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Resident's Forum
May 2012

Glycolipid Antigens for Treating Hepatic Colorectal Cancer Metastases and Their Effect on the Therapeutic Efficacy of Live Attenuated Listeria monocytogenes

Author Affiliations

Author Affiliations: Departments of Surgery (Drs Olino, Edil, Schulick, Yoshimura, and Weber) and Oncology (Drs Olino, Edil, Pardoll, Schulick, Yoshimura, and Weber, and Mss Meckel, Pan, and Thuluvath), Division of Immunology and Hematopoiesis, Sidney Kimmel Cancer Center, Johns Hopkins Medical Institutions, Baltimore, Maryland; and Department of Surgery, University Hospital of Basel, Basel, Switzerland (Dr Weber).

Arch Surg. 2012;147(5):480-482. doi:10.1001/archsurg.2011.2206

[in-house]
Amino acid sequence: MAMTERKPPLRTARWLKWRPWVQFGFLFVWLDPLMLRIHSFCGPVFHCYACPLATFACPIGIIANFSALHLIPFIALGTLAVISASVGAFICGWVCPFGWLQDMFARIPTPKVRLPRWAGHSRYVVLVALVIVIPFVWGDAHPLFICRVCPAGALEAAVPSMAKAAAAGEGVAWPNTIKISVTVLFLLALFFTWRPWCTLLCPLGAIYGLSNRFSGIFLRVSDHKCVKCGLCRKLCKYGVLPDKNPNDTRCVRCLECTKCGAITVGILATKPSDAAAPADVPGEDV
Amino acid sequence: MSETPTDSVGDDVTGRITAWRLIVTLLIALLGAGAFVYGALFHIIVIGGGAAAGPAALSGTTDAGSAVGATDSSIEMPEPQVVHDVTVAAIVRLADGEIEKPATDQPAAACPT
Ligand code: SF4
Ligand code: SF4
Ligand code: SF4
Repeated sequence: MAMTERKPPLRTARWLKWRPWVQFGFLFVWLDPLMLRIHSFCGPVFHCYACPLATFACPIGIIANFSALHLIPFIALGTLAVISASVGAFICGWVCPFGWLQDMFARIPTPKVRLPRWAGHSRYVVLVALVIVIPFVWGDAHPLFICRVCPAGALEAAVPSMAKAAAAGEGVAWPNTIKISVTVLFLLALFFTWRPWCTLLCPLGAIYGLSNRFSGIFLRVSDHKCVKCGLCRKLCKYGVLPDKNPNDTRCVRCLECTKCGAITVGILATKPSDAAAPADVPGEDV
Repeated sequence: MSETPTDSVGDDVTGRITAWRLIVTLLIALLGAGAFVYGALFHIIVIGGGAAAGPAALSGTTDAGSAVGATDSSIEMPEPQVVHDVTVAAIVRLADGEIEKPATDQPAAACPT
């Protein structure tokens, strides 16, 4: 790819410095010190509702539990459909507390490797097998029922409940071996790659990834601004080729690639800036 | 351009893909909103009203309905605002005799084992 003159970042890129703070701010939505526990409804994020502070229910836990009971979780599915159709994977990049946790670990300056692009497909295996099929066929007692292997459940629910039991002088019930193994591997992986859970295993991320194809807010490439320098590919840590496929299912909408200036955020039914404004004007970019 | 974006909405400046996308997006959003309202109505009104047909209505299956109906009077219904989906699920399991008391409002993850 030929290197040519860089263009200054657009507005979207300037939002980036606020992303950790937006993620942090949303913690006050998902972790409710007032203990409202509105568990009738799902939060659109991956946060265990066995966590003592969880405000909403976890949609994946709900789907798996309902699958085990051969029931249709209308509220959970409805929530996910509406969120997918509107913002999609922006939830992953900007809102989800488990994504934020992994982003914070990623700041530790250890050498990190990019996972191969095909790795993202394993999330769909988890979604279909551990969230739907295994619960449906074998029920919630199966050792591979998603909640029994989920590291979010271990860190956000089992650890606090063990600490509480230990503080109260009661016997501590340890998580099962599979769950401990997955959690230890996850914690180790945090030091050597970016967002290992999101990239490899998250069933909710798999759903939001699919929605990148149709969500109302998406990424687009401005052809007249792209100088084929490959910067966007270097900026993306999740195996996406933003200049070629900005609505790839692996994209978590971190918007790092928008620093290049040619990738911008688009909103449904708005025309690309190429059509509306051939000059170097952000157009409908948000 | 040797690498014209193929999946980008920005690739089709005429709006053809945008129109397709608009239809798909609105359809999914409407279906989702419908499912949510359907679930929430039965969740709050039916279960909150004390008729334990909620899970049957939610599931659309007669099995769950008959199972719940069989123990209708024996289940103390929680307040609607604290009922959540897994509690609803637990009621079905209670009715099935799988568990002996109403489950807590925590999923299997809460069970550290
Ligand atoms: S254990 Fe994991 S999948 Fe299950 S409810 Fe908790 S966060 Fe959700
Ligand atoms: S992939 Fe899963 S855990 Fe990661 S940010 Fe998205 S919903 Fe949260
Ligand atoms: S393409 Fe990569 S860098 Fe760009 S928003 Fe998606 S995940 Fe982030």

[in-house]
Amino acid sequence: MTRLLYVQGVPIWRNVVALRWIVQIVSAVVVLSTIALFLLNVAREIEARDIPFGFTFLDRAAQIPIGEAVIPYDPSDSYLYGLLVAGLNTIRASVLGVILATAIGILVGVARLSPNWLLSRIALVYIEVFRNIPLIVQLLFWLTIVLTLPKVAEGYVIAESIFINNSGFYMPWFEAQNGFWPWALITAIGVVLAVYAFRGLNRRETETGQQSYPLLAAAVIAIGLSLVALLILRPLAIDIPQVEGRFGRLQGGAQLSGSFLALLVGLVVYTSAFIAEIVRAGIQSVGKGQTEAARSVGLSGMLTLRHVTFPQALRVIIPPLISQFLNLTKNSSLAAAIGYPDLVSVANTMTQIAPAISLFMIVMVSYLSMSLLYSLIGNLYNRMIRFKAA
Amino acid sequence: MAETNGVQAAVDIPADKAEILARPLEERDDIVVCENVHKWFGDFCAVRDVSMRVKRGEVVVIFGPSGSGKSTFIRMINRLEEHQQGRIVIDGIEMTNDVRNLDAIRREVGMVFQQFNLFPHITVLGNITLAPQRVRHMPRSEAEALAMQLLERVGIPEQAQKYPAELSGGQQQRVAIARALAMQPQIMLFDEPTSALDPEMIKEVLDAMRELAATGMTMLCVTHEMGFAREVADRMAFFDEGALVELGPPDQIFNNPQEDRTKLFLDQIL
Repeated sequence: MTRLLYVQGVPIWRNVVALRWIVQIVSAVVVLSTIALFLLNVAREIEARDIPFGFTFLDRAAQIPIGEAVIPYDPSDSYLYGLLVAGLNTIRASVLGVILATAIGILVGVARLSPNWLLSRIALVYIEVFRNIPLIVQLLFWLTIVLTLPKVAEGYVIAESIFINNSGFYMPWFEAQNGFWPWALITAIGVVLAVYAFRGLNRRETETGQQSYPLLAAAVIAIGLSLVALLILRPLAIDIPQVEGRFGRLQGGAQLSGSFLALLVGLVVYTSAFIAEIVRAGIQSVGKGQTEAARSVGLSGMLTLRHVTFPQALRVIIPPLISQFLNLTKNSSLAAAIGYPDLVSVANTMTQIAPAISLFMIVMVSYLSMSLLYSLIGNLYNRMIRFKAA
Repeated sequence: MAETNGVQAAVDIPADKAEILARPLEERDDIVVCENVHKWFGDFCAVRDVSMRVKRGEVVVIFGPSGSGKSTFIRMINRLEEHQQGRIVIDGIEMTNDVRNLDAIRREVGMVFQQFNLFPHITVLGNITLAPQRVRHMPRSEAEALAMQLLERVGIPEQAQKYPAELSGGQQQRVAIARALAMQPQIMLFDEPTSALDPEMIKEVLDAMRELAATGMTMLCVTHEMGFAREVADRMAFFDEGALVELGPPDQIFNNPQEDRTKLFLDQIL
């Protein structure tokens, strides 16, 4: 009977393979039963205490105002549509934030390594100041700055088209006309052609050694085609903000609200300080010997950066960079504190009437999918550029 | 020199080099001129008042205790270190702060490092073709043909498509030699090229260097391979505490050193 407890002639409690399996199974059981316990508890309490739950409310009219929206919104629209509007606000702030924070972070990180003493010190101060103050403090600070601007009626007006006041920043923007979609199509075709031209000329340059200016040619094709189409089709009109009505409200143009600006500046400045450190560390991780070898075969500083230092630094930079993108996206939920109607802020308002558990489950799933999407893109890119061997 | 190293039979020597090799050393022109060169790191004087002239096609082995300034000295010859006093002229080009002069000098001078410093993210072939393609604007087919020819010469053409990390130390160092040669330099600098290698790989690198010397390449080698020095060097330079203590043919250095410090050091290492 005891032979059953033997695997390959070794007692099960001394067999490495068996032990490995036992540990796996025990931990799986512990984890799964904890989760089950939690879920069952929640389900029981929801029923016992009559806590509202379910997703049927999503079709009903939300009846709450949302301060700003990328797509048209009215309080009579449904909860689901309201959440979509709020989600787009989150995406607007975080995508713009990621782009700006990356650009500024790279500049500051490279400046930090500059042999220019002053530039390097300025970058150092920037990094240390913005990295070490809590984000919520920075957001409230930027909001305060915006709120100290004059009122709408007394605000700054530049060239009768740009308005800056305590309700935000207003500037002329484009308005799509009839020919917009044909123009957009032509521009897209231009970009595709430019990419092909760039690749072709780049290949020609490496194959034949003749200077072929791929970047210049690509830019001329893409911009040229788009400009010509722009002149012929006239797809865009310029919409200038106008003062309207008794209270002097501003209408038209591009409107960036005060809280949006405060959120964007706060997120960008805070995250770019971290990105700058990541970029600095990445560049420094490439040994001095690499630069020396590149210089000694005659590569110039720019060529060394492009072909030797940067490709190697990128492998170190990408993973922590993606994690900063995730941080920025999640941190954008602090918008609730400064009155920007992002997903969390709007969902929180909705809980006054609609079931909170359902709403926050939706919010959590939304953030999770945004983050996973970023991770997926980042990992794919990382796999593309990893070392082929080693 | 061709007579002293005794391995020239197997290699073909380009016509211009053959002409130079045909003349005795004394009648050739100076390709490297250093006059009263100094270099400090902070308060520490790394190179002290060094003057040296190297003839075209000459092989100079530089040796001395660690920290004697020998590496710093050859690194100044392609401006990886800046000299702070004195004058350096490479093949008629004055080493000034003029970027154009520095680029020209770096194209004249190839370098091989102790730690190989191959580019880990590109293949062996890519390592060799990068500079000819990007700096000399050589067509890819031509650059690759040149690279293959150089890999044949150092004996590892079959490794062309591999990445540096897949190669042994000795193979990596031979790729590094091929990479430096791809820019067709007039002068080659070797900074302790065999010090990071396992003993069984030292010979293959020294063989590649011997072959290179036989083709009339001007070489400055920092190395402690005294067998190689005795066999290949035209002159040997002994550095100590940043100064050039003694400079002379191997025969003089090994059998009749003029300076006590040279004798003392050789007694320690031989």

Previous work demonstrated that a subset of natural killer T cells in mice decreased the antitumor efficacy of live attenuated Listeria monocytogenes where the actin A and internalin B genes were genetically deleted (LMD) against murine hepatic colorectal cancer metastases. Therefore, we hypothesized that the use of specific glycolipids known to selectively stimulate natural killer T-cell subsets used alone or co-administered with LMD would increase survival. We found that early or multiple administrations of glycolipids after tumor challenge had a strong impact on survival with or without LMD. Solitary administration or treatment given later was less efficacious but still showed a strong trend toward enhancing the antitumor activity of LMD. These results underscore the potential of glycolipids in the treatment of hepatic metastases and encourage further investigations into the immunomodulation of natural killer T cells to enhance the antitumor activity of LMD.

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